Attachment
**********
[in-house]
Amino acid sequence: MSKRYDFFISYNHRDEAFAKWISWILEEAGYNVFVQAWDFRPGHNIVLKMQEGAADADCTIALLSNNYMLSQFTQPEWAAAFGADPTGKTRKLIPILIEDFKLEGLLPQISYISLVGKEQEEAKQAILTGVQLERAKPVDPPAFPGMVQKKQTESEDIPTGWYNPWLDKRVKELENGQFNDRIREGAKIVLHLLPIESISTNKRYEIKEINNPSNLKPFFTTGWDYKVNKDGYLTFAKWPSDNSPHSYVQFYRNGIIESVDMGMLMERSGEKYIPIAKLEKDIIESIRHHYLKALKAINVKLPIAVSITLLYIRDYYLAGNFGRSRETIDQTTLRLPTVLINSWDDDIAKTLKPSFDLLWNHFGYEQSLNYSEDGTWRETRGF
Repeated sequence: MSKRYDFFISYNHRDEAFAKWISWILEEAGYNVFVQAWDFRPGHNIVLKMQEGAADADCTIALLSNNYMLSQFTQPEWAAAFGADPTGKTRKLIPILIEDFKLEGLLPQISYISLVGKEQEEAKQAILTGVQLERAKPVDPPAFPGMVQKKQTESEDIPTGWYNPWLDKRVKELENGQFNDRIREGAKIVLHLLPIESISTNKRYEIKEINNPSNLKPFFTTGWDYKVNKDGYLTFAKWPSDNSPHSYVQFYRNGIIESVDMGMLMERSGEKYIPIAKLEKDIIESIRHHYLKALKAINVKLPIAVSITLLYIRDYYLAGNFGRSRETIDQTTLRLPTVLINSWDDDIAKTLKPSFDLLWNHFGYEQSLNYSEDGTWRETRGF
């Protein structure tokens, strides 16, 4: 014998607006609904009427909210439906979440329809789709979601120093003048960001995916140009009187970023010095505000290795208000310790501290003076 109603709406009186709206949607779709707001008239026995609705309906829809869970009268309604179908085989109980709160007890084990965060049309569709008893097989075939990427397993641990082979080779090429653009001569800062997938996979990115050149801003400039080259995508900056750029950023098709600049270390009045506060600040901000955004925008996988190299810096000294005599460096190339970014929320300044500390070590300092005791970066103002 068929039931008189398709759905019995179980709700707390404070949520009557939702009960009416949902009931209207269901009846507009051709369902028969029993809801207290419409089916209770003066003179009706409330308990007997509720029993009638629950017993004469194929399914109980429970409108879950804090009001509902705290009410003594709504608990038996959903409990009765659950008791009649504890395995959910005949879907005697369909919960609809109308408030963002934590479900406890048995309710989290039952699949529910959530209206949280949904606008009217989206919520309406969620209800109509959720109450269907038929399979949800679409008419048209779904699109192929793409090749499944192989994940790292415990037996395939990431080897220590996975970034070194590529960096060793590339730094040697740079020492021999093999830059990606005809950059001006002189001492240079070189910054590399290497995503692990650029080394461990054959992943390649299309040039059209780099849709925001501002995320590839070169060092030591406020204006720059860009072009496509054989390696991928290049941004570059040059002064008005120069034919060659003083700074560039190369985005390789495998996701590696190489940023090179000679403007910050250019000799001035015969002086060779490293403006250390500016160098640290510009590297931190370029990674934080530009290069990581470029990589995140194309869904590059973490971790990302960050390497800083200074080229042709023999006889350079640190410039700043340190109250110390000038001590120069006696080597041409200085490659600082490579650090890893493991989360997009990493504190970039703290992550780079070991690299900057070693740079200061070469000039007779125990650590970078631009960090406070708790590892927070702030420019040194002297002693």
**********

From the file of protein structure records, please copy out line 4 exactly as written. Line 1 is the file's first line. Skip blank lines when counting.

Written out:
């Protein structure tokens, strides 16, 4: 014998607006609904009427909210439906979440329809789709979601120093003048960001995916140009009187970023010095505000290795208000310790501290003076 109603709406009186709206949607779709707001008239026995609705309906829809869970009268309604179908085989109980709160007890084990965060049309569709008893097989075939990427397993641990082979080779090429653009001569800062997938996979990115050149801003400039080259995508900056750029950023098709600049270390009045506060600040901000955004925008996988190299810096000294005599460096190339970014929320300044500390070590300092005791970066103002 068929039931008189398709759905019995179980709700707390404070949520009557939702009960009416949902009931209207269901009846507009051709369902028969029993809801207290419409089916209770003066003179009706409330308990007997509720029993009638629950017993004469194929399914109980429970409108879950804090009001509902705290009410003594709504608990038996959903409990009765659950008791009649504890395995959910005949879907005697369909919960609809109308408030963002934590479900406890048995309710989290039952699949529910959530209206949280949904606008009217989206919520309406969620209800109509959720109450269907038929399979949800679409008419048209779904699109192929793409090749499944192989994940790292415990037996395939990431080897220590996975970034070194590529960096060793590339730094040697740079020492021999093999830059990606005809950059001006002189001492240079070189910054590399290497995503692990650029080394461990054959992943390649299309040039059209780099849709925001501002995320590839070169060092030591406020204006720059860009072009496509054989390696991928290049941004570059040059002064008005120069034919060659003083700074560039190369985005390789495998996701590696190489940023090179000679403007910050250019000799001035015969002086060779490293403006250390500016160098640290510009590297931190370029990674934080530009290069990581470029990589995140194309869904590059973490971790990302960050390497800083200074080229042709023999006889350079640190410039700043340190109250110390000038001590120069006696080597041409200085490659600082490579650090890893493991989360997009990493504190970039703290992550780079070991690299900057070693740079200061070469000039007779125990650590970078631009960090406070708790590892927070702030420019040194002297002693």